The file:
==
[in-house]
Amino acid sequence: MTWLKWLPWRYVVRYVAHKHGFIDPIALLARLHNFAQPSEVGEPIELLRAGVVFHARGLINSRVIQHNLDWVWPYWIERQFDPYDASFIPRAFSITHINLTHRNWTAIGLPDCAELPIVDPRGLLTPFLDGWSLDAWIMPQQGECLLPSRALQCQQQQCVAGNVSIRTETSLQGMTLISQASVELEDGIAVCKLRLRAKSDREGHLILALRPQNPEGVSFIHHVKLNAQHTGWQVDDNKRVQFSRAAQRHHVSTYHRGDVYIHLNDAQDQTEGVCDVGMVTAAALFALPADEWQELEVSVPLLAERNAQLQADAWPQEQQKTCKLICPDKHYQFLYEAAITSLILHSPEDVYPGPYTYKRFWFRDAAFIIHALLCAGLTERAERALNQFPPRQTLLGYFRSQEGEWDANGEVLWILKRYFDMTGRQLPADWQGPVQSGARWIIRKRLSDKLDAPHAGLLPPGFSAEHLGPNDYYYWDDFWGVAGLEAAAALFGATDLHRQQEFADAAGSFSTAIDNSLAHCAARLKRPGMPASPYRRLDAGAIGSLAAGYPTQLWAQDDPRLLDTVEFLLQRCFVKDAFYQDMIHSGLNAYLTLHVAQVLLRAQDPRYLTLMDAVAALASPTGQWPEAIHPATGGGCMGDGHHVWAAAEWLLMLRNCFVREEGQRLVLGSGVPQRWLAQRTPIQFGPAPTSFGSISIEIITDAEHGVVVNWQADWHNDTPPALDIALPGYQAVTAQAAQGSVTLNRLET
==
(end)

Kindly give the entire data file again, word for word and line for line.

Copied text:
[in-house]
Amino acid sequence: MTWLKWLPWRYVVRYVAHKHGFIDPIALLARLHNFAQPSEVGEPIELLRAGVVFHARGLINSRVIQHNLDWVWPYWIERQFDPYDASFIPRAFSITHINLTHRNWTAIGLPDCAELPIVDPRGLLTPFLDGWSLDAWIMPQQGECLLPSRALQCQQQQCVAGNVSIRTETSLQGMTLISQASVELEDGIAVCKLRLRAKSDREGHLILALRPQNPEGVSFIHHVKLNAQHTGWQVDDNKRVQFSRAAQRHHVSTYHRGDVYIHLNDAQDQTEGVCDVGMVTAAALFALPADEWQELEVSVPLLAERNAQLQADAWPQEQQKTCKLICPDKHYQFLYEAAITSLILHSPEDVYPGPYTYKRFWFRDAAFIIHALLCAGLTERAERALNQFPPRQTLLGYFRSQEGEWDANGEVLWILKRYFDMTGRQLPADWQGPVQSGARWIIRKRLSDKLDAPHAGLLPPGFSAEHLGPNDYYYWDDFWGVAGLEAAAALFGATDLHRQQEFADAAGSFSTAIDNSLAHCAARLKRPGMPASPYRRLDAGAIGSLAAGYPTQLWAQDDPRLLDTVEFLLQRCFVKDAFYQDMIHSGLNAYLTLHVAQVLLRAQDPRYLTLMDAVAALASPTGQWPEAIHPATGGGCMGDGHHVWAAAEWLLMLRNCFVREEGQRLVLGSGVPQRWLAQRTPIQFGPAPTSFGSISIEIITDAEHGVVVNWQADWHNDTPPALDIALPGYQAVTAQAAQGSVTLNRLET